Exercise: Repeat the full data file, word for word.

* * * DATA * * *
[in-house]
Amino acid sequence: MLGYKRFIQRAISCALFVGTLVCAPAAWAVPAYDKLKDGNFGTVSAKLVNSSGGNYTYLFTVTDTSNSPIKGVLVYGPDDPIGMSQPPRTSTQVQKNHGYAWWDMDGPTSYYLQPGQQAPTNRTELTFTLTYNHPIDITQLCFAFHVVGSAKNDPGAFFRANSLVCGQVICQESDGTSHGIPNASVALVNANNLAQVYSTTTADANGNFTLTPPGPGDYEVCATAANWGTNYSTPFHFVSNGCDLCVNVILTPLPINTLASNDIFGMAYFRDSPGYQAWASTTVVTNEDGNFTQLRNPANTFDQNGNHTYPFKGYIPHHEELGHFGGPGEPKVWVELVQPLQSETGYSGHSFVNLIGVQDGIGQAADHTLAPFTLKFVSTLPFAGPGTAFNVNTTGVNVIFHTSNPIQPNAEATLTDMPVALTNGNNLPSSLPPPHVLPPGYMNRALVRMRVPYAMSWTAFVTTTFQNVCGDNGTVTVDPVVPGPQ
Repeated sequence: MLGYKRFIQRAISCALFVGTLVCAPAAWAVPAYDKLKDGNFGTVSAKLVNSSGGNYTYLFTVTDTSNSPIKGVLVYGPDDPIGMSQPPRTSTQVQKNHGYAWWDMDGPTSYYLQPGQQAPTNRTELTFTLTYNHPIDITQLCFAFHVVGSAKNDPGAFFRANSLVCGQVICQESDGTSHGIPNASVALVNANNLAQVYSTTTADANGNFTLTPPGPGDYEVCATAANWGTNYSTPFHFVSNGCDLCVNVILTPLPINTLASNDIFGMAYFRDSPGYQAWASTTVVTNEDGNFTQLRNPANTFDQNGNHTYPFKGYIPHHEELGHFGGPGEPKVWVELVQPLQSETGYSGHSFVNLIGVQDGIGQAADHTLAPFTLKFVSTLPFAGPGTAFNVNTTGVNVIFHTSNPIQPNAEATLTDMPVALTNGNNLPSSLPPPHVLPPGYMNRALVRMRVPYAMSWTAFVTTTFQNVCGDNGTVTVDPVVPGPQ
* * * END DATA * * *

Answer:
[in-house]
Amino acid sequence: MLGYKRFIQRAISCALFVGTLVCAPAAWAVPAYDKLKDGNFGTVSAKLVNSSGGNYTYLFTVTDTSNSPIKGVLVYGPDDPIGMSQPPRTSTQVQKNHGYAWWDMDGPTSYYLQPGQQAPTNRTELTFTLTYNHPIDITQLCFAFHVVGSAKNDPGAFFRANSLVCGQVICQESDGTSHGIPNASVALVNANNLAQVYSTTTADANGNFTLTPPGPGDYEVCATAANWGTNYSTPFHFVSNGCDLCVNVILTPLPINTLASNDIFGMAYFRDSPGYQAWASTTVVTNEDGNFTQLRNPANTFDQNGNHTYPFKGYIPHHEELGHFGGPGEPKVWVELVQPLQSETGYSGHSFVNLIGVQDGIGQAADHTLAPFTLKFVSTLPFAGPGTAFNVNTTGVNVIFHTSNPIQPNAEATLTDMPVALTNGNNLPSSLPPPHVLPPGYMNRALVRMRVPYAMSWTAFVTTTFQNVCGDNGTVTVDPVVPGPQ
Repeated sequence: MLGYKRFIQRAISCALFVGTLVCAPAAWAVPAYDKLKDGNFGTVSAKLVNSSGGNYTYLFTVTDTSNSPIKGVLVYGPDDPIGMSQPPRTSTQVQKNHGYAWWDMDGPTSYYLQPGQQAPTNRTELTFTLTYNHPIDITQLCFAFHVVGSAKNDPGAFFRANSLVCGQVICQESDGTSHGIPNASVALVNANNLAQVYSTTTADANGNFTLTPPGPGDYEVCATAANWGTNYSTPFHFVSNGCDLCVNVILTPLPINTLASNDIFGMAYFRDSPGYQAWASTTVVTNEDGNFTQLRNPANTFDQNGNHTYPFKGYIPHHEELGHFGGPGEPKVWVELVQPLQSETGYSGHSFVNLIGVQDGIGQAADHTLAPFTLKFVSTLPFAGPGTAFNVNTTGVNVIFHTSNPIQPNAEATLTDMPVALTNGNNLPSSLPPPHVLPPGYMNRALVRMRVPYAMSWTAFVTTTFQNVCGDNGTVTVDPVVPGPQ